I haven’t gone to Comic-Con the last few years, but I always try to find good autograph stories from friends that have attended. Nancy Gutierrez told me a great story about being able to get into an autograph signing with the cast of “The Walking Dead”. Since I’ve heard so many horror stories (no pun intended) about people going to “meet-and-greets” and not being allowed to get autographs, the story she told me was refreshing. She said, “They were so nice, talkative and funny. It honestly changed my view on stars. Especially Colman Domingo and Alycia Deman-Carey. Colman was talking with us and going on about him being left handed, because I am, and one of my friends there was, too. One of my friends mentioned to them that my daughter looked like Alycia, so Colman wanted to see. So I showed them photos and they agreed. Not once did the actors or actresses try to push us out quickly. Alycia even signed something for one of Ashley’s friends who is a huge fan but wasn’t there, and personalized it. We really felt like they cared and wanted to be with the fans. In fact, I was not taking selfies with them because I don’t do that. They asked to take one with me and used my phone! It was such a great experience. This cast really seemed to care about the fans. They seemed like they were enjoying it, and it was quite refreshing, as I’ve been to Comic-Con many times and a lot of stars are rude and seem like they’re annoyed the fans are there, when really there are only there because of fans.”
I told her when my wife met Norman Reedus at an awards show, he was really nice, too.
The other autograph story I got wind of made national news, and it brought up a bad memory for me.
The cast of the latest “Halloween” remake was there. Now, during Q&A portions of a panel, the people asking questions are told not to ask for autographs or photos, but to merely ask a question. That makes sense, because one of the halls that gets the biggest shows and movies, holds over 6,000 fans. If each person asks for an autograph, or for a celeb to record an outgoing message on their phone...it takes too long and isn’t interesting to anybody but that one person. Well, a guy named Jeffrey Scott stood up and talked about a knife-wielding burglar that once broke into his house. He said, “I was scared out of my mind and out of nowhere, this thought inside of me went, ‘Well, what would Jamie Lee Curtis do’? To make a long story short, I’m here today because of the way that you portrayed Laurie Strode. I’m a victor today instead of a victim.” He got a little emotional at that point, before finishing by saying that Curis was the only reason he came to Comic-Con.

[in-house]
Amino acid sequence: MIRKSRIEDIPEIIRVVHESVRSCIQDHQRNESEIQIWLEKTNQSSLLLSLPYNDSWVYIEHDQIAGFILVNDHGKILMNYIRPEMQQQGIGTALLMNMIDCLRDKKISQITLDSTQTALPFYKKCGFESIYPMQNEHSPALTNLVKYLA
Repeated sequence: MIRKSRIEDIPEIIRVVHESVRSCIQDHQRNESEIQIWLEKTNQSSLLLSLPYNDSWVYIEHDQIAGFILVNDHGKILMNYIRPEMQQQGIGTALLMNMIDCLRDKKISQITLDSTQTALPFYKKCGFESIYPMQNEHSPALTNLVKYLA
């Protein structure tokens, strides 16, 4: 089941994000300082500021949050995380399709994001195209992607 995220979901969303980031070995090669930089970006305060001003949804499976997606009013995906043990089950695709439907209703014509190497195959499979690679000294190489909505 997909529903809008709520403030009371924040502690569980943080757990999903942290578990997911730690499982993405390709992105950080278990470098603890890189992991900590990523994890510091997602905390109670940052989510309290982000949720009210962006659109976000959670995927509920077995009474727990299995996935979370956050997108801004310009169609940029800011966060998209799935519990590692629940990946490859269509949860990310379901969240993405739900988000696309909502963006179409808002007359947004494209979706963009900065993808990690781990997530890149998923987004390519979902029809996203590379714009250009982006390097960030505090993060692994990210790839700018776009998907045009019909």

Curtis walked from the stage to give him a hug. Moderator Yvette Nicole Brown said “That’s amazing,” before adding “Sometimes selfies heal, too.”
Curtis spent a few minutes with him, and took a couple of photos. And that was a far cry from my experience with Curtis, and it wasn’t a selfie I wanted. I wanted her to hold up Autograph Magazine (back when you could still pick it up in newstands). You see, she came into La Jolla for a book signing about 15 years ago. I wasn’t going to go, because it was a children’s book she wrote, and I had no interest in that. But a few months earlier, she was on the cover of Autograph Magazine. I thought I’d have her hold it up, and take a picture of it. I figured my boss would be stoked. I had done something similar when an author friend of mine had written a book, and it had Raquel Welch on the cover. When Welch was in town for a book signing, I brought my friends book. She held it up and smiled, and my friend was thrilled. So, I’m in a line of about 50 people. It’s going so slow, because Curtis is talking to each person about the book and how great it is for kids, and blah blah blah. Well, the woman directly in front of me in line, knew Curtis from college. She said her name and Jamie Lee went nuts. She ran around the table and hugged her, and they started catching up on old times. About 10 minutes into this gabfest, Curtis looks at me and says, “I’m so sorry we’re taking so long, but I haven’t seen this woman in years.” I smiled and said, “No problem.”
After another 10 minutes of them talking, and arranging to have dinner after the book signing, Curtis apologizes to me again. I said, “Well, you can make it up to me by singing my DVD of ‘A Fish Called Wanda’.” She said, “No, no. I’m only signing books today. But, I can write something about Wanda in the inscription, if you like.”
I then told her I write for Autograph Magazine, and I show her the issue she’s on the cover of. It was a great photo of her, and she seemed to force a smile upon seeing it. I asked if I could take a picture of her holding it up. She said, “No. I don’t feel comfortable doing that. I don’t even know what this story says about me. It might be negative.”
I assured her it was all positive, and it’s all about fans and autographs. She still refused.
So, I have a kids book that has a drawing of a fish, with the name “Wanda” written above it.
I should’ve told her because of that movie, I was inspired to not swallow goldfish anymore. Or I could’ve said that I stopped trick-or-treating after seeing Halloween, or that somebody broke into my home threatening me. It’s all about saying the right thing to the star when you meet them. Otherwise, you don’t get your item signed or a photo.
Anybody want a kids book?
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I have a seven year old. Would the book be good for him.
Probably. I don't even know which one of my storage units it's in, though.